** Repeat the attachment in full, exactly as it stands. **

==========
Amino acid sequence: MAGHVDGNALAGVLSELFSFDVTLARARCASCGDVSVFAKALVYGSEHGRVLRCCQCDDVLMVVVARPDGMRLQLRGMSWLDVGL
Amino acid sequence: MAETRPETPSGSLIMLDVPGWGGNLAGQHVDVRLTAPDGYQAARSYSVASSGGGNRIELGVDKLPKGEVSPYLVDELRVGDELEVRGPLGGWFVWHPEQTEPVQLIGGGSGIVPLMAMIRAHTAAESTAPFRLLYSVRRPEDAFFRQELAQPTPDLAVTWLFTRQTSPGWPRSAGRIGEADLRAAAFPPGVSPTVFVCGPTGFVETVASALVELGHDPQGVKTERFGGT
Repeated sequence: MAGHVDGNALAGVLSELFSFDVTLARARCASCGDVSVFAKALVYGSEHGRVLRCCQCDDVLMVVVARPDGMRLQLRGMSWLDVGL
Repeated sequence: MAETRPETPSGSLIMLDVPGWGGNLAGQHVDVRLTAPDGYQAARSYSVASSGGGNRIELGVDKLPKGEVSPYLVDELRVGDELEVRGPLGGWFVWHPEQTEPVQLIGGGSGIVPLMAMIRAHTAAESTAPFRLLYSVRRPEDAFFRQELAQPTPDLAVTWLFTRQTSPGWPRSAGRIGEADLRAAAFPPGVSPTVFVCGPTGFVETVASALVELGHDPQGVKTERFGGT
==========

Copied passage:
Amino acid sequence: MAGHVDGNALAGVLSELFSFDVTLARARCASCGDVSVFAKALVYGSEHGRVLRCCQCDDVLMVVVARPDGMRLQLRGMSWLDVGL
Amino acid sequence: MAETRPETPSGSLIMLDVPGWGGNLAGQHVDVRLTAPDGYQAARSYSVASSGGGNRIELGVDKLPKGEVSPYLVDELRVGDELEVRGPLGGWFVWHPEQTEPVQLIGGGSGIVPLMAMIRAHTAAESTAPFRLLYSVRRPEDAFFRQELAQPTPDLAVTWLFTRQTSPGWPRSAGRIGEADLRAAAFPPGVSPTVFVCGPTGFVETVASALVELGHDPQGVKTERFGGT
Repeated sequence: MAGHVDGNALAGVLSELFSFDVTLARARCASCGDVSVFAKALVYGSEHGRVLRCCQCDDVLMVVVARPDGMRLQLRGMSWLDVGL
Repeated sequence: MAETRPETPSGSLIMLDVPGWGGNLAGQHVDVRLTAPDGYQAARSYSVASSGGGNRIELGVDKLPKGEVSPYLVDELRVGDELEVRGPLGGWFVWHPEQTEPVQLIGGGSGIVPLMAMIRAHTAAESTAPFRLLYSVRRPEDAFFRQELAQPTPDLAVTWLFTRQTSPGWPRSAGRIGEADLRAAAFPPGVSPTVFVCGPTGFVETVASALVELGHDPQGVKTERFGGT